Here at the Chicago Fed, we closely track one of the most important regional economic indicators, the U.S. Bureau of Labor Statistics’ (BLS) payroll employment survey (also known as the Current Employment Statistics, or CES). The survey is important because it provides a good picture of the overall state of an economy and its initial results are released quickly (unlike some other regional data that are released with a lag of a month or more). Unfortunately, the relatively quick turnaround also means we must exercise caution. While we get an initial estimate only three weeks after the end of the reference month, the estimate can sometimes be revised substantially later on. The BLS makes minor revisions to the data one month after the initial release and major revisions once a year, when the survey is benchmarked to the unemployment insurance census (released as the Quarterly Census of Employment and Wages, or QCEW).[1]

The BLS recently released newly benchmarked data, so we now have an update on how well the Seventh Federal Reserve District[2] did in 2016. Table 1 shows that, for the most part, the job growth numbers that the BLS had been reporting before the most recent benchmarking held true. Overall, Seventh District employment grew at a pace of about 1 percent in 2016, with the BLS reporting a 0.9% increase before benchmarking and a 1.1% increase after. In addition, the most recent benchmarking further affirmed the division in performance between the eastern and western parts of the District over the past few years. Job growth for Indiana and Michigan in 2016 was revised up, whereas job growth for Illinois, Iowa, and Wisconsin was revised down. So now, the job growth numbers for Michigan and Indiana in 2016 easily exceeded the numbers for Illinois, Iowa, and to a lesser extent, Wisconsin.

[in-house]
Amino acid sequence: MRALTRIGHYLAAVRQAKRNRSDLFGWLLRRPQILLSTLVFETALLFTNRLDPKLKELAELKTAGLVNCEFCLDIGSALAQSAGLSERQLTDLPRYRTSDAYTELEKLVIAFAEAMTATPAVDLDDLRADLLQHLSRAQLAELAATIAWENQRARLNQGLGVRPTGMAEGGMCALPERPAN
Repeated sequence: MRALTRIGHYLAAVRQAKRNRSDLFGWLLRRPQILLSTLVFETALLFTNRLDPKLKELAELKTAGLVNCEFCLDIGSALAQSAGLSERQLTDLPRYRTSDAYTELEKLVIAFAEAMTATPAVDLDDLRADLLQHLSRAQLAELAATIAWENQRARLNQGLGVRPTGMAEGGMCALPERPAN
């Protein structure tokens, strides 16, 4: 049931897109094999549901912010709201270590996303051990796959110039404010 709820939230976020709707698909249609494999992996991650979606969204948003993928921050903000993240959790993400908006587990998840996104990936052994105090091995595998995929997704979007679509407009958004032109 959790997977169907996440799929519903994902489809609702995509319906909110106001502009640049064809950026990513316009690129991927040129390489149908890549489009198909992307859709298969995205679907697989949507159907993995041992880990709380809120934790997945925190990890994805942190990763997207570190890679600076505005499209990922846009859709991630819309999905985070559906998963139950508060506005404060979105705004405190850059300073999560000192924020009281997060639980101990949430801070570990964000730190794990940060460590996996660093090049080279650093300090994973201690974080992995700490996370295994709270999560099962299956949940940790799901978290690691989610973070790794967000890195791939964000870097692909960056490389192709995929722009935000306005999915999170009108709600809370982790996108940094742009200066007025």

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The most recent benchmarking by the BLS also gives us the opportunity to see how well we did at predicting the benchmark revisions using a method known as “early benchmarking.”[3] The main idea behind early benchmarking is that it’s possible to use the QCEW data, which are released quarterly, to predict the major annual revisions to the job growth numbers.

This year we found that, unlike last year, the early benchmarked estimates (which we produced in January 2017) were further from the newly released job growth numbers than the March 2016 benchmarked CES estimates were. Our only consolation is that the early benchmarked estimates did get closer to the newly released numbers for the first half of 2016. I’ll explain what happened a little later.